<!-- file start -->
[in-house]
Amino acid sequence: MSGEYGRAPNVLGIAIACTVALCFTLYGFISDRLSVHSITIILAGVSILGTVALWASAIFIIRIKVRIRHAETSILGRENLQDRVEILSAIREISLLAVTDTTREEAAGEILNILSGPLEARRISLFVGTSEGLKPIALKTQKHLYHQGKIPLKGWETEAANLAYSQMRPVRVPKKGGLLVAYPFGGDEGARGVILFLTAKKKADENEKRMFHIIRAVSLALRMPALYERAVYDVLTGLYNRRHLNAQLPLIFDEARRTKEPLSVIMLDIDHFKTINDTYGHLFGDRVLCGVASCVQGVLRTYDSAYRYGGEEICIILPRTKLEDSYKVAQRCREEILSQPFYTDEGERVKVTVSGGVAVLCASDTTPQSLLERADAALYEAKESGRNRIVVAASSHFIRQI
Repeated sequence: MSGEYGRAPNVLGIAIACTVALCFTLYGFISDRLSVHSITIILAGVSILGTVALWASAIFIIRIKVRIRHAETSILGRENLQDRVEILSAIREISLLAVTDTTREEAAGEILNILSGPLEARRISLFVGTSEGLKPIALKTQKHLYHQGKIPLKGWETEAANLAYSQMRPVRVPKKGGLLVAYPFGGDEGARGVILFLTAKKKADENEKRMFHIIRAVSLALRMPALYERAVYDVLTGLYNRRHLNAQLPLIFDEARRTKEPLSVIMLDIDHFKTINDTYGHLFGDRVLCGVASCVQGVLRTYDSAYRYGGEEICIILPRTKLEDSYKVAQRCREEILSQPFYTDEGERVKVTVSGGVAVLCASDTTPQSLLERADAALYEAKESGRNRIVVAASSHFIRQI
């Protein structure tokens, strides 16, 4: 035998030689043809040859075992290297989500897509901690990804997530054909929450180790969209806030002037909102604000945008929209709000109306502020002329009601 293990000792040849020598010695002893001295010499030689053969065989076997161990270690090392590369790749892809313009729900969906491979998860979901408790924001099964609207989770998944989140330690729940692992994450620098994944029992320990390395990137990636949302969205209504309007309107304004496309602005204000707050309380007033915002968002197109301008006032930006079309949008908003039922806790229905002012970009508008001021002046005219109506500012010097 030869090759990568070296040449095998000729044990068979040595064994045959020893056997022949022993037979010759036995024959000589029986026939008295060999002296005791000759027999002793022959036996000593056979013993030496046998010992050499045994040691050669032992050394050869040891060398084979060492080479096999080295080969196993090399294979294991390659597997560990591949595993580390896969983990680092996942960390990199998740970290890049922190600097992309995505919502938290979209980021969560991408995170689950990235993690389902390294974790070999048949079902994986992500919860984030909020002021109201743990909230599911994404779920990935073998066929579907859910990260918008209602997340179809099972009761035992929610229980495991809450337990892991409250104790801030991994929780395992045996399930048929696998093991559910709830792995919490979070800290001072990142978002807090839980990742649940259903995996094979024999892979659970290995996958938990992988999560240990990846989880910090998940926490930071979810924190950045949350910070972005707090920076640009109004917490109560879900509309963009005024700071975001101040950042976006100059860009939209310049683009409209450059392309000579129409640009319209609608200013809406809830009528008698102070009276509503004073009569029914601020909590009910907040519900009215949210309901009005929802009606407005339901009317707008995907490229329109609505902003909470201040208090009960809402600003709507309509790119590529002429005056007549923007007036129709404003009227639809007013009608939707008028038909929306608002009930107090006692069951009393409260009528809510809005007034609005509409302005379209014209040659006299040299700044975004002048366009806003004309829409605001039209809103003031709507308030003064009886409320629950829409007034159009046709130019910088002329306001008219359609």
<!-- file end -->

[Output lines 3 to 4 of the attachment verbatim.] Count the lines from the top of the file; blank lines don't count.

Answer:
Repeated sequence: MSGEYGRAPNVLGIAIACTVALCFTLYGFISDRLSVHSITIILAGVSILGTVALWASAIFIIRIKVRIRHAETSILGRENLQDRVEILSAIREISLLAVTDTTREEAAGEILNILSGPLEARRISLFVGTSEGLKPIALKTQKHLYHQGKIPLKGWETEAANLAYSQMRPVRVPKKGGLLVAYPFGGDEGARGVILFLTAKKKADENEKRMFHIIRAVSLALRMPALYERAVYDVLTGLYNRRHLNAQLPLIFDEARRTKEPLSVIMLDIDHFKTINDTYGHLFGDRVLCGVASCVQGVLRTYDSAYRYGGEEICIILPRTKLEDSYKVAQRCREEILSQPFYTDEGERVKVTVSGGVAVLCASDTTPQSLLERADAALYEAKESGRNRIVVAASSHFIRQI
């Protein structure tokens, strides 16, 4: 035998030689043809040859075992290297989500897509901690990804997530054909929450180790969209806030002037909102604000945008929209709000109306502020002329009601 293990000792040849020598010695002893001295010499030689053969065989076997161990270690090392590369790749892809313009729900969906491979998860979901408790924001099964609207989770998944989140330690729940692992994450620098994944029992320990390395990137990636949302969205209504309007309107304004496309602005204000707050309380007033915002968002197109301008006032930006079309949008908003039922806790229905002012970009508008001021002046005219109506500012010097 030869090759990568070296040449095998000729044990068979040595064994045959020893056997022949022993037979010759036995024959000589029986026939008295060999002296005791000759027999002793022959036996000593056979013993030496046998010992050499045994040691050669032992050394050869040891060398084979060492080479096999080295080969196993090399294979294991390659597997560990591949595993580390896969983990680092996942960390990199998740970290890049922190600097992309995505919502938290979209980021969560991408995170689950990235993690389902390294974790070999048949079902994986992500919860984030909020002021109201743990909230599911994404779920990935073998066929579907859910990260918008209602997340179809099972009761035992929610229980495991809450337990892991409250104790801030991994929780395992045996399930048929696998093991559910709830792995919490979070800290001072990142978002807090839980990742649940259903995996094979024999892979659970290995996958938990992988999560240990990846989880910090998940926490930071979810924190950045949350910070972005707090920076640009109004917490109560879900509309963009005024700071975001101040950042976006100059860009939209310049683009409209450059392309000579129409640009319209609608200013809406809830009528008698102070009276509503004073009569029914601020909590009910907040519900009215949210309901009005929802009606407005339901009317707008995907490229329109609505902003909470201040208090009960809402600003709507309509790119590529002429005056007549923007007036129709404003009227639809007013009608939707008028038909929306608002009930107090006692069951009393409260009528809510809005007034609005509409302005379209014209040659006299040299700044975004002048366009806003004309829409605001039209809103003031709507308030003064009886409320629950829409007034159009046709130019910088002329306001008219359609």